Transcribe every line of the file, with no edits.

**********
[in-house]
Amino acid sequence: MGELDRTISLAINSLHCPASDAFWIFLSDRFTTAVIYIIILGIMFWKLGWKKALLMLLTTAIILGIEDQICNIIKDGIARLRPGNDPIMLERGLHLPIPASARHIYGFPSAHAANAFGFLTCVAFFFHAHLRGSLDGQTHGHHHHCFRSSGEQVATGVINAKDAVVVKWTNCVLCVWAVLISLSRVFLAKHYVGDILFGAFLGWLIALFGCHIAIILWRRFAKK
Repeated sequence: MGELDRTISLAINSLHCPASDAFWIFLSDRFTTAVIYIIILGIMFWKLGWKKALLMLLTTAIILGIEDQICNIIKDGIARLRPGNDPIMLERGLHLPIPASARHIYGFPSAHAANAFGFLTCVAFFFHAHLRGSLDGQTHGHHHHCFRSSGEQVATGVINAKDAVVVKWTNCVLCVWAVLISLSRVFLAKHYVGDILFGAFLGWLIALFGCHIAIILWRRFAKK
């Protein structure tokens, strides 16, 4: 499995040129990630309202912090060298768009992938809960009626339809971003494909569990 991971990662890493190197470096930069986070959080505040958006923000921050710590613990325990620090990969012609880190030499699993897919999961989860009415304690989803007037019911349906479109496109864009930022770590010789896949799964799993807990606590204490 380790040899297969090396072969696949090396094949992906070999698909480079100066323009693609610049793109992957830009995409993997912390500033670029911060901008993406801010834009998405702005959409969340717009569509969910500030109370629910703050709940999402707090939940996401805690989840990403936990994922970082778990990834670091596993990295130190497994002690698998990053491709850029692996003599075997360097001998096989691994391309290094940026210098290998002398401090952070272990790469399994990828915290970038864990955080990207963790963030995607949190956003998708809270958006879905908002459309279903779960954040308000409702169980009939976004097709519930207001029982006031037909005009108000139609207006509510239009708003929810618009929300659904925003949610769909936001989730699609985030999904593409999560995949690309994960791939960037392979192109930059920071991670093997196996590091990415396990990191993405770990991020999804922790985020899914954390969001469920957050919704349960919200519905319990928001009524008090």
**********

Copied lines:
[in-house]
Amino acid sequence: MGELDRTISLAINSLHCPASDAFWIFLSDRFTTAVIYIIILGIMFWKLGWKKALLMLLTTAIILGIEDQICNIIKDGIARLRPGNDPIMLERGLHLPIPASARHIYGFPSAHAANAFGFLTCVAFFFHAHLRGSLDGQTHGHHHHCFRSSGEQVATGVINAKDAVVVKWTNCVLCVWAVLISLSRVFLAKHYVGDILFGAFLGWLIALFGCHIAIILWRRFAKK
Repeated sequence: MGELDRTISLAINSLHCPASDAFWIFLSDRFTTAVIYIIILGIMFWKLGWKKALLMLLTTAIILGIEDQICNIIKDGIARLRPGNDPIMLERGLHLPIPASARHIYGFPSAHAANAFGFLTCVAFFFHAHLRGSLDGQTHGHHHHCFRSSGEQVATGVINAKDAVVVKWTNCVLCVWAVLISLSRVFLAKHYVGDILFGAFLGWLIALFGCHIAIILWRRFAKK
């Protein structure tokens, strides 16, 4: 499995040129990630309202912090060298768009992938809960009626339809971003494909569990 991971990662890493190197470096930069986070959080505040958006923000921050710590613990325990620090990969012609880190030499699993897919999961989860009415304690989803007037019911349906479109496109864009930022770590010789896949799964799993807990606590204490 380790040899297969090396072969696949090396094949992906070999698909480079100066323009693609610049793109992957830009995409993997912390500033670029911060901008993406801010834009998405702005959409969340717009569509969910500030109370629910703050709940999402707090939940996401805690989840990403936990994922970082778990990834670091596993990295130190497994002690698998990053491709850029692996003599075997360097001998096989691994391309290094940026210098290998002398401090952070272990790469399994990828915290970038864990955080990207963790963030995607949190956003998708809270958006879905908002459309279903779960954040308000409702169980009939976004097709519930207001029982006031037909005009108000139609207006509510239009708003929810618009929300659904925003949610769909936001989730699609985030999904593409999560995949690309994960791939960037392979192109930059920071991670093997196996590091990415396990990191993405770990991020999804922790985020899914954390969001469920957050919704349960919200519905319990928001009524008090």